But he doesn’t think many of his peers are interested in such research. “Not many young Vietnamese want to think about it. They think it’s too complicated,” Pham said.
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While the specter of communism drew the United States into the war, and communist forces ultimately won it, political ideology meant little to ordinary Vietnamese even during the fighting. At the time, some Northerners told me, they didn’t even know what the word “communism” meant. The country has remained officially communist, and many veterans express continued loyalty to the ruling party. But as the Pew survey demonstrates, it’s not clear whether that means much to young Vietnamese.
“I don’t care much about capitalism or communism. What will leaders do for our country? Will it develop more?” said Hoa, 23, who works in marketing.
This attitude separates millennials from their parents and grandparents. “Older people might put communism on a pedestal, but for us it means very little. Young people care more about their own dreams, their own careers,” Nguyen, the university student, said.
Luong, the soda vendor by the lake, hopes “to become a successful businessman” in the construction industry. Had he started his career 20 years ago, he might have strived to work for a government-run company. But state-owned businesses—once the cornerstone of Vietnam’s economy—have declined in recent years, weighed down by bad debt. Between 2000 and 2013, the number of state-run enterprises halved. Many have been privatized as part of the government’s ongoing economic-restructuring efforts, although officials still often refer to this process as “equitization” rather than “privatization.”
Government agencies are also drawing fewer young employees. “Private-sector jobs pay a lot more than government jobs,” Trang, 28, explained to me. An event organizer for an international company, Trang never considered following in the footsteps of her parents, former government employees and Communist Party members who gave up both their jobs and political memberships when she was young. “My mom has her own grocery shop at home, so she doesn’t care about policy or the party,” she said.
Like Trang’s mother, many Vietnamese have taken advantage of 1980s-era reforms that allowed them to open their own businesses. Today, Hanoi teems with entrepreneurial ambition. Vendors fill the sidewalks, selling everything from pedicures to pet goldfish. Families have converted parts of their houses to cafes, hair salons, and PC gaming parlors, imparting this same enterprising mindset in their children. Ray Greiner, an American war veteran who returned to Vietnam in 2011 to teach English, said most of his students wanted to own their own businesses. “That's a huge difference from the young people I know in the U.S.—and a huge difference from my generation as well,” Greiner told me.
As the growing middle class flocks to new malls like the palatial Vincom Royal City, a few Vietnamese entrepreneurs have reaped enormous profits. They include Pham Nhat Vuong, the country’s first billionaire and CEO of the company behind Royal City, and Dang Le Nguyen Vu, who founded Trung Nguyen Coffee and whose wealth, estimated at $100 million, inspired the nickname “Coffee King.” Nearly 400 people have made millions investing in the stock market, according to a local newspaper, some of them born after reunification. American fast-food franchises like McDonald’s and Starbucks opened their first branches in Vietnam in the past couple of years, and have been interpreted by some as a sign of the triumph of American-style capitalism.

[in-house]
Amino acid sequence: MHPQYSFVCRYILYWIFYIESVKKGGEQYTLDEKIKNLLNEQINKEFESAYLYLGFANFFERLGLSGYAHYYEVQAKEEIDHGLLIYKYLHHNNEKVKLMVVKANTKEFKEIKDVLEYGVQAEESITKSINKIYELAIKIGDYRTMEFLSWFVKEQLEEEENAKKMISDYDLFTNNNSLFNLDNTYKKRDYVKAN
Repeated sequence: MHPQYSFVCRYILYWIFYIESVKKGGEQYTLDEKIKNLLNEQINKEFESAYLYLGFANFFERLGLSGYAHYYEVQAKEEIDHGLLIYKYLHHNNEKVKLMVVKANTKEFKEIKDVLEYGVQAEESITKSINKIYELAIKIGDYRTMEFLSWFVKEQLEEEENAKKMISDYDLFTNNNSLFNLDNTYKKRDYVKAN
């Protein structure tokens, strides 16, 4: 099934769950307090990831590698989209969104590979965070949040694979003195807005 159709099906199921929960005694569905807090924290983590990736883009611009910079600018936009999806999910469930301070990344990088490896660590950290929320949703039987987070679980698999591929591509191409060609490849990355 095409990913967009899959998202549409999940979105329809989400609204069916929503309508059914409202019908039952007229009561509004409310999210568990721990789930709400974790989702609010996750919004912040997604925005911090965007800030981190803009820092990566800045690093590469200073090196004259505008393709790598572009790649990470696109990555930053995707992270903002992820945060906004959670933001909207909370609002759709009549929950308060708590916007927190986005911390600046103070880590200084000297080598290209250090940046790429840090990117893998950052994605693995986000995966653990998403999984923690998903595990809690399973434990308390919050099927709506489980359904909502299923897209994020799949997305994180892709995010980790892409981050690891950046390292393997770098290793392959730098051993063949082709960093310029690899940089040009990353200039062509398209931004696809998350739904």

But this blatant embrace of the market economy does not mean that Vietnamese feel equally strongly about political reform. Unlike in Hong Kong, support for capitalism has not translated into a visible pro-democracy social movement. Vietnam remains a one-party state. While government sources report extremely— perhaps implausibly—high turnout for National Assembly elections, none of the young people I spoke with had much faith that voting matters.
The lack of a pro-democracy movement in part reflects the realization that advocating radical political change would be risky. Few want to share the fate of the bloggers arrested for criticizing the government, although the Internet has made it more difficult to repress dissent. “In my time, just speaking out one time could put you in jail,” said a Hanoi man who was imprisoned in the 1970s for starting an organization to protest the American War. He asked that his name not be used. “Now, it’s easier for young people to get information and speak out their opinion. ... Maybe one or two times is OK, they just warn you. But if you do it over and over and make it seem like you’re trying to gather people, they can still put you in jail.”
But more than that, young Vietnamese I’ve met see the potential for producing social change outside the formal political system. “We have activities to raise awareness about the environment and underprivileged people,” Trang told me. “But we don’t care about the government or any political stuff. The government controls everything.”
While Trang’s generation is not rebelling against Communist Party leadership, its members are finding ways to communicate their views to the government. Young people have started using social media to express their concerns about development issues, such as a plan to build a cable car through the world’s largest cave. And sometimes the government is even responsive. A Facebook campaign to stop Hanoi from chopping down thousands of old trees drew 20,000 supporters in one day, motivating city authorities to reverse the decision.
“We are the new generation, we are the change,” blogger Duong Vu Hoang Anh told me during the campaign to stop the cable car, which seems to have had some success so far. “Vietnamese youth have participated in this issue like nothing else before. We realize that this decision should be ours.”